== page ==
Biblical Theology from a Reformed Perspective in Arabic and English, hence, Arabish!

I have been using BibleWorks (BW) since it is 5th edition. Ever since, I have been upgrading and bibleworks-10-screenshotusing its new additions of resources and functions. In my research and biblical studies, I rely on BW and use it regularly for my work on biblical languages, morphology, sentence flow, and discourse analysis.

In this blog series, I share my experience of using BW, with special attention to BW10, to show how your reading of God’s Word will be immensely enhanced as you avail oneself of BW10. This first post introduces BW as a whole and highlights some tools that I find useful in studying the Scriptures. The next three posts will explain some of the main functions of the three core Windows in BW: Search Window, Browse Window, and Analysis Window. The final post will highlight the new resources in BW10.

As the most comprehensive Bible software program I have ever used, BW offers numerous tools needed for close exegesis of the original text of the Bible. It has 200+ Bible translations in 40 languages, 50+ original language texts and morphology databases, dozens of lexical-grammatical references, plus several integrated analysis tools.

When you focus on a biblical passage, whether for an academic research, sermon preparation, or simple daily reading, you would definitely need some tools and resources to help you better grasp the text’s meaning. BW achieves two goals in a simple, straightforward way: it saves your time looking for information in books, and it points you to the text without simply making a hermeneutical decision for you. Thus, your exegesis, based on biblical languages, is accomplished efficiently and accurately as you use BW’s tools, which will enrich your study of the biblical text. Through BW, you interact with the text firsthand.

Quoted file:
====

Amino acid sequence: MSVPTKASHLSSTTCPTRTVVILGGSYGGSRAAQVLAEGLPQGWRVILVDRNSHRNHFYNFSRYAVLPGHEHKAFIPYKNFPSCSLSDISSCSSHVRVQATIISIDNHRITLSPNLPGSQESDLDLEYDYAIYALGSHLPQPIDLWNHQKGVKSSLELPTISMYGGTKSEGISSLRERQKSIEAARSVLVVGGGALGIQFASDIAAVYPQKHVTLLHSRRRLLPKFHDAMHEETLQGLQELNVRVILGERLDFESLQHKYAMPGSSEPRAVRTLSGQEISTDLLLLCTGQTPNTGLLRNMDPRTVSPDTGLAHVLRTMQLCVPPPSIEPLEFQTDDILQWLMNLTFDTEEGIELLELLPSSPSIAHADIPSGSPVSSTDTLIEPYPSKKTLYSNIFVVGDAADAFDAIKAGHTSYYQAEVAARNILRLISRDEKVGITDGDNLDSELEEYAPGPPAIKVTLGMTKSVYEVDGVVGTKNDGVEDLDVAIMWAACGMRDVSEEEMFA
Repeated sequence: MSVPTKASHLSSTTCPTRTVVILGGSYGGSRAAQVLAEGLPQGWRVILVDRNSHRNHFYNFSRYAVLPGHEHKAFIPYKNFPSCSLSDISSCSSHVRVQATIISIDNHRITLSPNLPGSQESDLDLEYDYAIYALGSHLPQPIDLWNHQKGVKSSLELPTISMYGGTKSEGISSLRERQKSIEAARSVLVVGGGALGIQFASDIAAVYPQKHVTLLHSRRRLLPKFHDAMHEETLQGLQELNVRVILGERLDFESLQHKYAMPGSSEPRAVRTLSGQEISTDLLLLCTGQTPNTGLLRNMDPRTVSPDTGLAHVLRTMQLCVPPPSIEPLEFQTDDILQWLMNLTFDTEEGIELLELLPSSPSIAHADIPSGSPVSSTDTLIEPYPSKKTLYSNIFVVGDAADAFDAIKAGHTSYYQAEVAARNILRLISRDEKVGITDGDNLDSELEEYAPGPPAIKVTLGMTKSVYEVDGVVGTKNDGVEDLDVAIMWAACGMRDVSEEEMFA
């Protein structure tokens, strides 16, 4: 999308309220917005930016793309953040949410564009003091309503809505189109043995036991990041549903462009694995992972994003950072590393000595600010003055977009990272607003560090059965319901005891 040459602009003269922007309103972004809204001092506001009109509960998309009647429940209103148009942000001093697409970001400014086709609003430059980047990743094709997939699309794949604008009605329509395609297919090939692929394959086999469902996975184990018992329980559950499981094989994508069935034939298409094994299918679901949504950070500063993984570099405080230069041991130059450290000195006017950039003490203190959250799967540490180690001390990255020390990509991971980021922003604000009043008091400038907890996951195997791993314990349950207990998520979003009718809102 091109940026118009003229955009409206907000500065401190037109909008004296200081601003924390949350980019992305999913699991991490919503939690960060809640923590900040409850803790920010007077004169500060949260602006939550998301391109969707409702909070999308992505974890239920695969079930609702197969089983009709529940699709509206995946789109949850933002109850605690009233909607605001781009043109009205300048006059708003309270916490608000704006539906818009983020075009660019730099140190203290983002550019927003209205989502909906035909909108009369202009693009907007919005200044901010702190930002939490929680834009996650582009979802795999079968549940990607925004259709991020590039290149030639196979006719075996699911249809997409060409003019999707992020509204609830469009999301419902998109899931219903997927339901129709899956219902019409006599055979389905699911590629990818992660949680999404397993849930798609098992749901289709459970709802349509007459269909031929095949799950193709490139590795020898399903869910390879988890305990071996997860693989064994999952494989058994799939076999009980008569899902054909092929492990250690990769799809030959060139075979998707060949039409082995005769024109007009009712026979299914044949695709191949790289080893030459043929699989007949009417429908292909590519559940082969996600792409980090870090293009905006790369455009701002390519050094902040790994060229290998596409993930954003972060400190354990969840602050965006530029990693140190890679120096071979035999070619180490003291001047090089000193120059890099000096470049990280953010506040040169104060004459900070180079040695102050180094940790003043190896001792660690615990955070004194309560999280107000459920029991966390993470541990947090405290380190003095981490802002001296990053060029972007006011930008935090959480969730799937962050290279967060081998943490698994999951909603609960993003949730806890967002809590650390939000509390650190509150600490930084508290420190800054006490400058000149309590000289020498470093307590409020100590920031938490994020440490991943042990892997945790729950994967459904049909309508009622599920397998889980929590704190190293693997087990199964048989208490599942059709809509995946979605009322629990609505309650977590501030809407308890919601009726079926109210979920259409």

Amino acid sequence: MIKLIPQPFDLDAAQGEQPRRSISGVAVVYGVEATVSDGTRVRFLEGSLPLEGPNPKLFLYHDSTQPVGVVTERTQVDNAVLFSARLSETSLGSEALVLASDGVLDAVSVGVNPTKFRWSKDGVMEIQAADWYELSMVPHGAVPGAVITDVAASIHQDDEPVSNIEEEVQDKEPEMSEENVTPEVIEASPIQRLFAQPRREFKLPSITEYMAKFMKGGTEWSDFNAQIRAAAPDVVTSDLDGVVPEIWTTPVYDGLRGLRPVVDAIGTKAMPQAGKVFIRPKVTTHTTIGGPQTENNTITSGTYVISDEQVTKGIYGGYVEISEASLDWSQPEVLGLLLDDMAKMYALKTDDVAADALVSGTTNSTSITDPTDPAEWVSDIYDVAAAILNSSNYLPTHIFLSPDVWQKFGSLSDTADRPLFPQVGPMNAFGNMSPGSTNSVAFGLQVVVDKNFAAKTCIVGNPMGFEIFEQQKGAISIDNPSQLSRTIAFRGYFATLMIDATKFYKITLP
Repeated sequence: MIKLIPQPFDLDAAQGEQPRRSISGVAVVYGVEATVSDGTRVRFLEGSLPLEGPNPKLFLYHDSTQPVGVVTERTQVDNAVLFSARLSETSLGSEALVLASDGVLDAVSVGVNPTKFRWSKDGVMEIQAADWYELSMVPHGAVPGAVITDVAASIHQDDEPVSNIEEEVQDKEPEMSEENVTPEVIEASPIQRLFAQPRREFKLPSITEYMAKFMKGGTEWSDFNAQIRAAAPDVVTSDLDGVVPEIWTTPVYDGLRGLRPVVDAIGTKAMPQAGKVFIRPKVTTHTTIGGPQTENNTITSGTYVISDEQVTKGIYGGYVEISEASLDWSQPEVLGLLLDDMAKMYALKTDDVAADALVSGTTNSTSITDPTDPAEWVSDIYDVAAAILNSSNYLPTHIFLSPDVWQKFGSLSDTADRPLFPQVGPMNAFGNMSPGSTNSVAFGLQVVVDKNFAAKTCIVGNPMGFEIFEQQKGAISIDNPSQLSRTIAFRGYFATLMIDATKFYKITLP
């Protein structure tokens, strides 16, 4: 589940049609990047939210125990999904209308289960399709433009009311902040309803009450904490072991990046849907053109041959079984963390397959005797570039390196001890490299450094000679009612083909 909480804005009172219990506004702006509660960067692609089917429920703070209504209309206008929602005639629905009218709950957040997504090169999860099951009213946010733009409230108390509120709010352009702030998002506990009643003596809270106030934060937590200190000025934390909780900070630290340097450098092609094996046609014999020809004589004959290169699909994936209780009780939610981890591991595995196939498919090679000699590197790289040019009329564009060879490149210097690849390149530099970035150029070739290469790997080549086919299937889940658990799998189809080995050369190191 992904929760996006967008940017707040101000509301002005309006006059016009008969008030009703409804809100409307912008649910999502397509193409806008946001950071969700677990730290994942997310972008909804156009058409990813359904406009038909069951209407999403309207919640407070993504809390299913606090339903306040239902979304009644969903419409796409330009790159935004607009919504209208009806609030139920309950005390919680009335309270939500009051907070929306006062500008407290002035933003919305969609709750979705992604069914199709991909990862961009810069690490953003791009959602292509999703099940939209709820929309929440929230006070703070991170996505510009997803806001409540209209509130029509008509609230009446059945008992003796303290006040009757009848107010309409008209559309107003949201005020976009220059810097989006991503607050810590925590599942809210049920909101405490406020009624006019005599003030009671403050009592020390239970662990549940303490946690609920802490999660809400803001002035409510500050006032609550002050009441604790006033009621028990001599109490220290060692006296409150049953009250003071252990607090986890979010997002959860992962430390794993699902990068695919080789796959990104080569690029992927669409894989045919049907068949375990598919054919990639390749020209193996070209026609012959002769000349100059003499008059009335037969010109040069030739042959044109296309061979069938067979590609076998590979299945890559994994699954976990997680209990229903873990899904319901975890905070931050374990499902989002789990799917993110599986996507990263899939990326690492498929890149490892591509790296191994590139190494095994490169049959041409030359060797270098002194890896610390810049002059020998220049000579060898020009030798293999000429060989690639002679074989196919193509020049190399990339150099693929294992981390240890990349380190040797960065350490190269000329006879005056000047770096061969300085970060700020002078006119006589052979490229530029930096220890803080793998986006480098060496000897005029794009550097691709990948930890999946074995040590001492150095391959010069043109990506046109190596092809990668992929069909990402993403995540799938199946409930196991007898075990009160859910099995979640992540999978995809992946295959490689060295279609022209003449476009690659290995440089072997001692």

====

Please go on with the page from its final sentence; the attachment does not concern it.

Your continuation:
BW is inevitable if you are looking into doing a linguistic and intertextual analysis. Finding echoes, allusions, or direct quotations across the Testaments is made easy with the use of BW’s several search options and cross references. With a simple search, you can see how a certain word is used across the Testaments, in the LXX, Targum, or Pseudepigrapha. Text-linguistic analysis is effortlessly achievable through the aid of BW and its lexical and syntactic resources.

The tools for analyzing the text (e.g., related verses, phrase matching) and viewing the text (e.g., parallel versions, synopsis window, text comparison), are particularly helpful for nonacademic Bible students and readers. Whereas, the more academic resources that I find very helpful are the lexical-grammatical references for Hebrew (e.g., Joüon-Muraoka, Waltke & O’Connor), Aramaic (e.g., Reymond), and Greek (e.g., Danker, Wallace), text criticism resources (e.g., NT critical apparatus), and reference works (e.g., Bible dictionaries, confessions of faith, detailed satellite and elevation maps, and commentaries). These tools and resources are fully integrated and tagged with the text.

This is by no means an exhaustive list of resources found in BW10. For a complete list of resources, see the full contents of BW10 here.

The next post will look into the Search Window in BW10 with its numerous functions and options.

Rev. Dr. Sherif L. Gendy

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Comments on: "BibleWorks10: Introduction" (3)

  1. […] the last post, I introduced BibleWorks (BW) as a whole and how it can enhance your study of the Scripture. In […]

  2. […] is the third post on my four-post review of BibleWorks. The first post was a general introduction of the program with some notable features highlighted. In the second […]

  3. […] is the last post of my five-post review of BibleWorks (BW). In the first four posts, we looked at BW as a whole, the Search Window, the Browse Window, and the Analysis Window. This post will focus on some key […]

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